Sometimes I ask the hard questions or make the hard points. This is one of those times.
|Photo by my friend Gloria Bell.|
If your business is not making it, then it is time to change something.
Let me share a couple of examples.
But I Can’t Afford To! Part 1
When I suggested small business people delegate some tasks, one response I got was:
Delegate to whom? Most of the small business owners and farmers I know are owner operators and hire folks on an as needed basis. We have no full or even part time labor other than ourselves.
If you can, grow that business. Then let it hire, either on payroll or on contract as appropriate. You may have to change your thinking. If you have an “I’ll do it all myself” attitude, you better change it.
Certainly, there are ways to get by for a while. Here are 10 ways to delegate without hiring, for example. But that doesn’t mean you keep limping along forever. If you can’t grow the business up to the point it can pay for its own help, then that business is a candidate to abandon.
But I Can’t Afford To! Part 2
In another conversation, I talked about how freelancers could draw the line between what to give away and what to charge for. The discussion veered off with this comment:
How about entrepreneuers that can’t afford to pay someone?
If you really can’t afford to pay anyone, you need to fix your business, and fast. I realize that every entrepreneur has to be frugal, and we all go through rough patches. However, we hold on to a “can’t afford to” mindset much longer than we should. We end up spending our $100 per hour time doing $25 per hour work.
Sounds harsh, I know. Sometimes reality is harsh.
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Awesome post Becky! It’s definitely hard to sometimes take a step back in the flurry of daily decisions and analyze wasteful opportunity costs. I frequently post at The Dotted Line (http://www.facebook.com/TDLine), which is an online community for entrepreneurs and I think that you should drum up this conversation with that community. Like you said, these are sometimes harsh realizations, but much needed. Again, great post. Thanks for sharing! –Jerry
Becky McCray says
Thanks, Jerry. It amazes me how many small communities for entrepreneurs have sprung up over the years.
Jerry Rizzo says
Agreed Becky! These communities offer loads of expert advice, stimulating conversations and ample networking opportunities. I think every entrepreneur should find the right online community and engage frequently and monitor trends. I hope you found The Dotted Line (http://www.facebook.com/TDLine). Definitely feel free to post your insight and advice there. Thanks Becky and make it a great weekend!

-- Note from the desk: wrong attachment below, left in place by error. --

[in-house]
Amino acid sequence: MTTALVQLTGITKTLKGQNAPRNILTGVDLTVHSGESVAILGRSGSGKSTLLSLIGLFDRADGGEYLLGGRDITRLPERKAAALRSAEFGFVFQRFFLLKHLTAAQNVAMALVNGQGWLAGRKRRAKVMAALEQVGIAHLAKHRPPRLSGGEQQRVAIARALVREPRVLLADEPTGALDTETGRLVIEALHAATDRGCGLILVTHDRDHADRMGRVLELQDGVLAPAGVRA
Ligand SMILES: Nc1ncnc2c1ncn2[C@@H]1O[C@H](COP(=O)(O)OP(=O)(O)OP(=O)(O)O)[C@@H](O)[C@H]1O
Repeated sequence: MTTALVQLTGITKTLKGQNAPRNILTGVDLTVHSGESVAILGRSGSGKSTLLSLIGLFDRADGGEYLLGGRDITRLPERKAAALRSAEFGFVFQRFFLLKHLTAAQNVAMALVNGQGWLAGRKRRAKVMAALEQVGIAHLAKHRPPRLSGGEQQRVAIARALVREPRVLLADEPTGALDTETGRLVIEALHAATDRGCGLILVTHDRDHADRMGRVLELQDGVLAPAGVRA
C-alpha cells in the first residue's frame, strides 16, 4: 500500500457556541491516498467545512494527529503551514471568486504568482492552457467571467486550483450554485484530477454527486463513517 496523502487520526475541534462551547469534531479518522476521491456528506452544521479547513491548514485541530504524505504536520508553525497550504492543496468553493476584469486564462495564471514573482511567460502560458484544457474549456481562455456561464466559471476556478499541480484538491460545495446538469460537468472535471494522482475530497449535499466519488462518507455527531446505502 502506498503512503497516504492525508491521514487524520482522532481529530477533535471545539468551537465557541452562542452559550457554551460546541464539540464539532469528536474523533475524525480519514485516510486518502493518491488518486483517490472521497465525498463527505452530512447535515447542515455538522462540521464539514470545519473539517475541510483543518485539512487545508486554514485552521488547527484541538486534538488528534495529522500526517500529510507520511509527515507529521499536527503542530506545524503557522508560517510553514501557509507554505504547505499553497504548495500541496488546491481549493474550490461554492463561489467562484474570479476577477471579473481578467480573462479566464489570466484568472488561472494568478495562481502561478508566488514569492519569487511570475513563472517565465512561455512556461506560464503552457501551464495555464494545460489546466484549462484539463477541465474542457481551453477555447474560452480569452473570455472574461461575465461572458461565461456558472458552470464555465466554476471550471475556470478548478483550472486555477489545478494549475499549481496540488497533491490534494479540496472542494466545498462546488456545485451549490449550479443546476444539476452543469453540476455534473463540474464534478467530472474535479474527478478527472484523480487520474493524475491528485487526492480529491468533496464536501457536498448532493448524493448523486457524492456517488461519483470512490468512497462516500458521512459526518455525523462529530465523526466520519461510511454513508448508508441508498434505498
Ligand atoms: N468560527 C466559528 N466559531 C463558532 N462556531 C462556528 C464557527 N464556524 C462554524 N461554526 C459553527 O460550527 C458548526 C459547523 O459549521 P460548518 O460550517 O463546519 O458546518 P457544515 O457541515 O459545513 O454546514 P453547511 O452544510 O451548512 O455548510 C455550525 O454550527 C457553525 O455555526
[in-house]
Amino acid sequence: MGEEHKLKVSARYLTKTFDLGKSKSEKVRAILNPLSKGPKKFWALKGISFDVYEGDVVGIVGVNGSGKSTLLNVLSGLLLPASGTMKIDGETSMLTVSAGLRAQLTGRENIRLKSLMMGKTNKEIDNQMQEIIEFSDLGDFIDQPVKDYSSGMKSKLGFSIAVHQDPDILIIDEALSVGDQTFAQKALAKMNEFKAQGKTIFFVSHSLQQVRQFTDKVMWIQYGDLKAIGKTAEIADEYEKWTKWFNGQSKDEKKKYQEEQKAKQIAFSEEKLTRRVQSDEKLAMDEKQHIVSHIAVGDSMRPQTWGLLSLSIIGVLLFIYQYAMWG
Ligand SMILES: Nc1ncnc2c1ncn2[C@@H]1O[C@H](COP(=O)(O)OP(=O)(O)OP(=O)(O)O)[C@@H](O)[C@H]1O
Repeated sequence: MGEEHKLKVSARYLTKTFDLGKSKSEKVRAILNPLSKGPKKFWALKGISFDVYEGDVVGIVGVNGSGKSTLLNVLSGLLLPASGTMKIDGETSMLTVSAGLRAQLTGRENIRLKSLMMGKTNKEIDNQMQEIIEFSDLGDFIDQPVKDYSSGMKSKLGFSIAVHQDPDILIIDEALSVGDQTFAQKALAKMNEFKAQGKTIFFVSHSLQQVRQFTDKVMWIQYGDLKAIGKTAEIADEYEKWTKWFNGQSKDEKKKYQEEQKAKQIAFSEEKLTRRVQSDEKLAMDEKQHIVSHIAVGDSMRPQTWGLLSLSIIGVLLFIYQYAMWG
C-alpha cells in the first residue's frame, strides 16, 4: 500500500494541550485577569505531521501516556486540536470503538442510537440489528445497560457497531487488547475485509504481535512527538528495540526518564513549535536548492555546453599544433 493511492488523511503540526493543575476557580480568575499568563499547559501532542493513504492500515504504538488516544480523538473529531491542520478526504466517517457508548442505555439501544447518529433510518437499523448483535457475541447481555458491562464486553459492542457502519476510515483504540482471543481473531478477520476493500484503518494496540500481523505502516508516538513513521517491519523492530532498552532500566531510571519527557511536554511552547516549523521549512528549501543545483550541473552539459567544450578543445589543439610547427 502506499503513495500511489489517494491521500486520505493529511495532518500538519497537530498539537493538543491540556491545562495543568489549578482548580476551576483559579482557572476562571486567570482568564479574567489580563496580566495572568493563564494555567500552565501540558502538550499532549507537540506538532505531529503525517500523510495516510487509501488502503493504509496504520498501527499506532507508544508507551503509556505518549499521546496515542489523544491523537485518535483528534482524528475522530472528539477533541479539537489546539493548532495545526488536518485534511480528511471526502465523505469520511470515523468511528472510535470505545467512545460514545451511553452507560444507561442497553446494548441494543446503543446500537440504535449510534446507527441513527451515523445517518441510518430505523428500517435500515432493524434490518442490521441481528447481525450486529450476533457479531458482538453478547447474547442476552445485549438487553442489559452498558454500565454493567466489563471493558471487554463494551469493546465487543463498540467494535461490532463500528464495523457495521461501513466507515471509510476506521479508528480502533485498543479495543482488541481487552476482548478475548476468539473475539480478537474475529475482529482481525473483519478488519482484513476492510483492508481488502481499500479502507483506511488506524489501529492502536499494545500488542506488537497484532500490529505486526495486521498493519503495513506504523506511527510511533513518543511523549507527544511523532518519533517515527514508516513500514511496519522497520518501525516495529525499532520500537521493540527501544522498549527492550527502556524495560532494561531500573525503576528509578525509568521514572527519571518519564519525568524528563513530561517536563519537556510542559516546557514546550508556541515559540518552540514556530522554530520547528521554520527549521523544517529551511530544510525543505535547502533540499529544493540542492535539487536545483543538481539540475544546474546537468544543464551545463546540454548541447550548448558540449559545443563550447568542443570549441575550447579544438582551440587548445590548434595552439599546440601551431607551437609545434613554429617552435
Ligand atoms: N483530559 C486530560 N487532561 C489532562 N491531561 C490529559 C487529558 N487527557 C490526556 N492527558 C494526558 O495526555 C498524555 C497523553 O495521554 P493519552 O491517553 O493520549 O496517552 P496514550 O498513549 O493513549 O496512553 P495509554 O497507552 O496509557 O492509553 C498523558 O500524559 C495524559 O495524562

Becky McCray says
Thanks again, Jerry.
B. Ligerent says
“We end up spending our $100 per hour time doing $25 per hour work.” Very true!
This is also something to keep in mind by managers (whether owner-operators or employees). Don’t waste your time doing jobs just because you can do it better or quicker than your staff. They need to grow so they will be valuable employees for you as time goes on. At first you might spend more time directing, evaluating, correcting their work than it would take for you to just do it by yourself. But that initial investment of time should pay off in the long run.
I also think that sometimes it’s helpful for owner-operators to perform a task on their own for a while before outsourcing. This way you can learn the ropes of that task so that you’re well-informed when farming the way out to someone else. It helps you to manage the task later, to not be taken for a ride by freelancers, to better understand what needs to be done or what is being done.
Becky McCray says
Thanks, B. Appreciate your insights.
Emily Chase Smith says
I love this article. All businesses, small town business, online businesses, fun ones and professional ones, sink and swim with their financial health. If you can’t afford to hire someone to do a key piece of your offering, does that mean you’re doing it without compensation? If you hired someone, what could you do with that time, energy and creativity as CEO that would move the business in a strong, exciting direction? Many tasks can be performed by lots of different people, but you’re uniquely situated to be the leader of your business.
Becky McCray says
Emily, I love this question you asked:
If you can’t afford to hire someone to do a key piece of your offering, does that mean you’re doing it without compensation?
Ouch! That’s a hard question to answer!